New gurney size for elevators- 2007 CBC

Heads up!

The 2007 CBC now requires at least one elevator to be able to service a 24"X 84" Gurney.

A 2500# elevator will not make it, so at least one elevator has to be 3500#. (3002.4a).
Original Post
Stu
Get in writing!, I'd like to know the name of that manufacturer.(Kone and Schlinder cannot)
Layout the inside dimensions of the 2500# and try to drop in the 24X84 gurney "in the flat horizontal position" as the code requires. It's not possible. It's very close and the first elevator manufacturer who extends their 2500# cab to fit will get a lot of business.
WOW, your right elliotra! The company we use shows on the plans that it DOES meet Calif reqmts, see attachment Mad Got to love manufactures that lie about this stuff. We also had this happen on some sliding glass doors. When we pressed the manfacture on how they meet ADA reqmts they finally admitted that their doors actually did not met ADA reqmts.

Attachments

I was at the AIA convention this past week and stopped by Ottis and asked them about this issue. I got lucky and spoke to the person who had just completed a video (which he showed me) of how a 24"x84" gurney will fit into their 3500# elevator. When I first drew it in AutoCAD, I couldn't get one to fit. He pointed out that you need to round the corners of the gurney and then it will fit. He also pointed out that there is NOT a manufacturer in the US that even makes a 84" long gurney.
hey stu, you got me going on this now.
be careful about otis salesmen, as well they are salesmen.
powermed-x 84"x24.7"
stryker 81"x23", 80"x29"
ferno 83x24
that's as far as i got after an hours google search.

i have calls into the SFM office. my first call's reaction was "that won't work" (in response to the the gurney size in the old minimum cab size), and "maybe it's a typo" (in reference to the gurney size). this was new to him, so he's referred me others. will let you know what i find.
Thanks Brent, your minutes ahead of me. I was going to do a google search also. I have a call into ICC to get their take on the matter. The first person I talked to at ICC couldn't find anything so he referred me to someone else. I will post whatever I find out.
ok, this is what i found out. the sfm likes the ibc change to the longer gurney. the dimensions in the code was not intended to be a minimum cab size as a whole, but a cab with a minimum width and a minimum length. although they agree the wording is not effective, they don't see a discrepancy.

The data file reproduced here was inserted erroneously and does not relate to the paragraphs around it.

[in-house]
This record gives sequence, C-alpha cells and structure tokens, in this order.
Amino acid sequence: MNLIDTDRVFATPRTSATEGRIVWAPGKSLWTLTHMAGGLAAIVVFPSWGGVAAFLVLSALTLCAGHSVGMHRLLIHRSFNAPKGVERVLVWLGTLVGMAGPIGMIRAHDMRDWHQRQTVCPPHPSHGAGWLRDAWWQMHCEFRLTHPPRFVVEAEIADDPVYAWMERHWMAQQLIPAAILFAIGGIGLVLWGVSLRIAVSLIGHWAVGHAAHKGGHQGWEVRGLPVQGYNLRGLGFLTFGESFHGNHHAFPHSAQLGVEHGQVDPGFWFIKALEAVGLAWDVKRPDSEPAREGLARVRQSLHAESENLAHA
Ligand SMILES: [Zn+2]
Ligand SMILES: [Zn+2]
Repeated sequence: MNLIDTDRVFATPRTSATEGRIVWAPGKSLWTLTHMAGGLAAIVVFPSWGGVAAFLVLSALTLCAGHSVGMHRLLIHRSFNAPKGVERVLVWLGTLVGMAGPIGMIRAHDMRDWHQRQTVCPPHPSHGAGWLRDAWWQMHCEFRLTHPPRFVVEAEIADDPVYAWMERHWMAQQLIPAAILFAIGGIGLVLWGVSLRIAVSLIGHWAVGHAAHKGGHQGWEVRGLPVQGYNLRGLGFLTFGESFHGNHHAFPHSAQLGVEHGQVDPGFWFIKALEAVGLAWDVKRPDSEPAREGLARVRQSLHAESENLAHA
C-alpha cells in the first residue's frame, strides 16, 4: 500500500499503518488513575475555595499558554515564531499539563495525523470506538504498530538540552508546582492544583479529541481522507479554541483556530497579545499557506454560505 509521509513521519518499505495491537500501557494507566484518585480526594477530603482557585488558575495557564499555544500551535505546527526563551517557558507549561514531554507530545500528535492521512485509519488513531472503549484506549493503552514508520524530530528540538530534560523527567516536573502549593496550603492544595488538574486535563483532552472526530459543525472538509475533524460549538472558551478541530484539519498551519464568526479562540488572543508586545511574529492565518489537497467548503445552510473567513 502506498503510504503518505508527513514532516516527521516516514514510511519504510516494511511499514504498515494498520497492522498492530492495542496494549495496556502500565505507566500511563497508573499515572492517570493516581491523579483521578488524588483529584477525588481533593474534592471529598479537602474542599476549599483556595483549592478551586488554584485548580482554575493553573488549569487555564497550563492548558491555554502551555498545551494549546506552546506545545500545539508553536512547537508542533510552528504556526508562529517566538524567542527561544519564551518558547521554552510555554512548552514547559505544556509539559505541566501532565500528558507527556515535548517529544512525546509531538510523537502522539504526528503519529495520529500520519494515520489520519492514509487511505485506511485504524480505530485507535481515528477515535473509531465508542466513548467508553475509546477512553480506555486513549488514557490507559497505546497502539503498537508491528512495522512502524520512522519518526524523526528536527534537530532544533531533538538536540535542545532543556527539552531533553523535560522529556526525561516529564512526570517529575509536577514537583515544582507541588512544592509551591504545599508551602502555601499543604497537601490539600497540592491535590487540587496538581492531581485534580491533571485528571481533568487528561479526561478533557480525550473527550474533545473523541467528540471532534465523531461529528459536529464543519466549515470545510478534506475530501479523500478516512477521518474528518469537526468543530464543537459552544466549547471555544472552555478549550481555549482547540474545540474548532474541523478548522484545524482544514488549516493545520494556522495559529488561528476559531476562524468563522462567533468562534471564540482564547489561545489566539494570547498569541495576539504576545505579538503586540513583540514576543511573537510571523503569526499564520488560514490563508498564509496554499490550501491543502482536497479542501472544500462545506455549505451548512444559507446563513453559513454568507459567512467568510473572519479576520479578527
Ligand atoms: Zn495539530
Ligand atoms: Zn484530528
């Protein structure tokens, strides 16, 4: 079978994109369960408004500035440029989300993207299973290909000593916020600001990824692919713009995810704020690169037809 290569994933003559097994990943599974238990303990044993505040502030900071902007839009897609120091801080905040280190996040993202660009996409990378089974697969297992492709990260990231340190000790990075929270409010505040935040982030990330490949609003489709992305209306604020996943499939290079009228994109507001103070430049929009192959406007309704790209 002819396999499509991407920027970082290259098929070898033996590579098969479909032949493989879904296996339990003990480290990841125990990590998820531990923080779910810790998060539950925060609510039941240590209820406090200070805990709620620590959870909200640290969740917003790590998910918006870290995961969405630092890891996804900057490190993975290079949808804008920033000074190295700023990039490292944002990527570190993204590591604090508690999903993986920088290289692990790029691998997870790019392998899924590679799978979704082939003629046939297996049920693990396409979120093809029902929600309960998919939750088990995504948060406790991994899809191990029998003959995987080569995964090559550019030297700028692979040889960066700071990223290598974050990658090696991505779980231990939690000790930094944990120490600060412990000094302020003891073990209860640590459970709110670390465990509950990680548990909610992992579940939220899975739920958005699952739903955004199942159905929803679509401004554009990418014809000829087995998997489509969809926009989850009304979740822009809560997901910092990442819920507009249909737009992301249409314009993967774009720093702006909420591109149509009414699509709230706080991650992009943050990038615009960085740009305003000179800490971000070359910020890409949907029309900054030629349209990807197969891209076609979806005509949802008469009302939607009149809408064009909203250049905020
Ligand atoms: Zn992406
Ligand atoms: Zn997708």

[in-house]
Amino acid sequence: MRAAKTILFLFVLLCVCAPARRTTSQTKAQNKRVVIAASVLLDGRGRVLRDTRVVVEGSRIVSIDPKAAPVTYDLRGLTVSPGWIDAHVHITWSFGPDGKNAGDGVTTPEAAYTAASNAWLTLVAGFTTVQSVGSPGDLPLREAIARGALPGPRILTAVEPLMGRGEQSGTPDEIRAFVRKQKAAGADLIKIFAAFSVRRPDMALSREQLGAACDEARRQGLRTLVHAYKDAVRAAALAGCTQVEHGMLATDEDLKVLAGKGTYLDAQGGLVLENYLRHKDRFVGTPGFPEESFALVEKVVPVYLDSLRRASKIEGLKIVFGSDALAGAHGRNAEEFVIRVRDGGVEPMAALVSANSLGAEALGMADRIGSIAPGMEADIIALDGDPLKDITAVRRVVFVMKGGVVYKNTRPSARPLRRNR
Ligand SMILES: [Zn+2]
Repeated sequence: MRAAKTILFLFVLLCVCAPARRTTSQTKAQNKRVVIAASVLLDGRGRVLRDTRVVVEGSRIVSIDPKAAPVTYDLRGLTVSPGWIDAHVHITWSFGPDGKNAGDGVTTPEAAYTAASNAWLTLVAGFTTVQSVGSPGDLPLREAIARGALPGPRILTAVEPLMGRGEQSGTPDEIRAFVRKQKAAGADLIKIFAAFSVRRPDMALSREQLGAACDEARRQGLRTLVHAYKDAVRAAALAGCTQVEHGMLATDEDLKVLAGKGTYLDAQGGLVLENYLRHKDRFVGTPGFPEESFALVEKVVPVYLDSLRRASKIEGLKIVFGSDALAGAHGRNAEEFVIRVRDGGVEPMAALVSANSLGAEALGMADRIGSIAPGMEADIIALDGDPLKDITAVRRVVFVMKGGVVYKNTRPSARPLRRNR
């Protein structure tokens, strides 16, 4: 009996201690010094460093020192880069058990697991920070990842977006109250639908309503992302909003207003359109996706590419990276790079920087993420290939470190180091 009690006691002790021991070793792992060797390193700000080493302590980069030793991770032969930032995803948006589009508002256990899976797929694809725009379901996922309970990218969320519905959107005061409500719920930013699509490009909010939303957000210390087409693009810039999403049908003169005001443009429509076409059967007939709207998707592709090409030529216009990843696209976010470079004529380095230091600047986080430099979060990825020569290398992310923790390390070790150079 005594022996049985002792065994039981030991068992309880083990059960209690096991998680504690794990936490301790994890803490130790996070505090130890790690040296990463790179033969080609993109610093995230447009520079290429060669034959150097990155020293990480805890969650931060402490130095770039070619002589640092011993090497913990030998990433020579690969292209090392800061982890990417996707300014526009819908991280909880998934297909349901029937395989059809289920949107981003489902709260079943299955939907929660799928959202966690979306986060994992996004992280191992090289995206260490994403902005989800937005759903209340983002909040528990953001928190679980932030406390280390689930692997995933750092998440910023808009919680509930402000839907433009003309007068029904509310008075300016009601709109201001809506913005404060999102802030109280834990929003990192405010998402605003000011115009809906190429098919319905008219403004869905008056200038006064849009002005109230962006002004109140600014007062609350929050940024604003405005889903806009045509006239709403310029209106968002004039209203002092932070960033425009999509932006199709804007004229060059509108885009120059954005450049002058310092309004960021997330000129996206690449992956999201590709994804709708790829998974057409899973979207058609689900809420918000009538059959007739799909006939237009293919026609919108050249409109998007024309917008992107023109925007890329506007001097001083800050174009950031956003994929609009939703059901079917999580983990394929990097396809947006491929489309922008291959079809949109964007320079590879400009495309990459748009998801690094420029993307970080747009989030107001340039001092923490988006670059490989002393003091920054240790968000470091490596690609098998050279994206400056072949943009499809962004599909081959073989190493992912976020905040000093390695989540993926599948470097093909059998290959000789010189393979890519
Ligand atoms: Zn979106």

with the new code, and per the revised section 111, this would apply to R3 buildings. when i asked about that, the response was yes the SFM has jurisdiction over R3, but they never intended for the cab size to be applied to that use. and that if i have a problem with the local building official, to request a clarification from the SFM and they would address this formally.

as for the impact on elevator sizes, he was surprised it is such a problem. but the bottom line is that we have to show the elevator cab can fit the new gurney size.

so stu, after laying in the new gurney into the otis 3500 cab, it looks like we need to do a lot of trimming at the corners. can you get that rep to sign in blood that it works? just kidding. but we do need to show at least on paper it can work. otherwise we are taking a huge risk to find out in the field, when it is too late that they just sold us a bag of beans. i can follow up with ferno to see if we can get more dimensions.
No response yet from ICC but I checked out the gurneys you found on line. None of them give a top view where you can get an image to import into AutoCRAP and get the corner radius to see if it will fit. You are so correct, we could easily spec an elevator that would not fit the local fire dept gurney.
i talked to thyssenkrupp (their LA california rep) today. he also recommended their 3500lb unit. when pressed that the gurney wouldn't fit, he said that they are working off of a study by otis and a couple other elevator companies that show that the 84" gurney would fit in their 80" long cab. he said that gurneys have rounded corners, so it should work.

so then i pressed on. how many have they built, and have inspected to the new code in california? none, they are all in plan check. ok, of those, how many specified the 3500lb unit? none, the designers didn't want to take the chance of the studies being wrong, so they specified the 4000lb unit.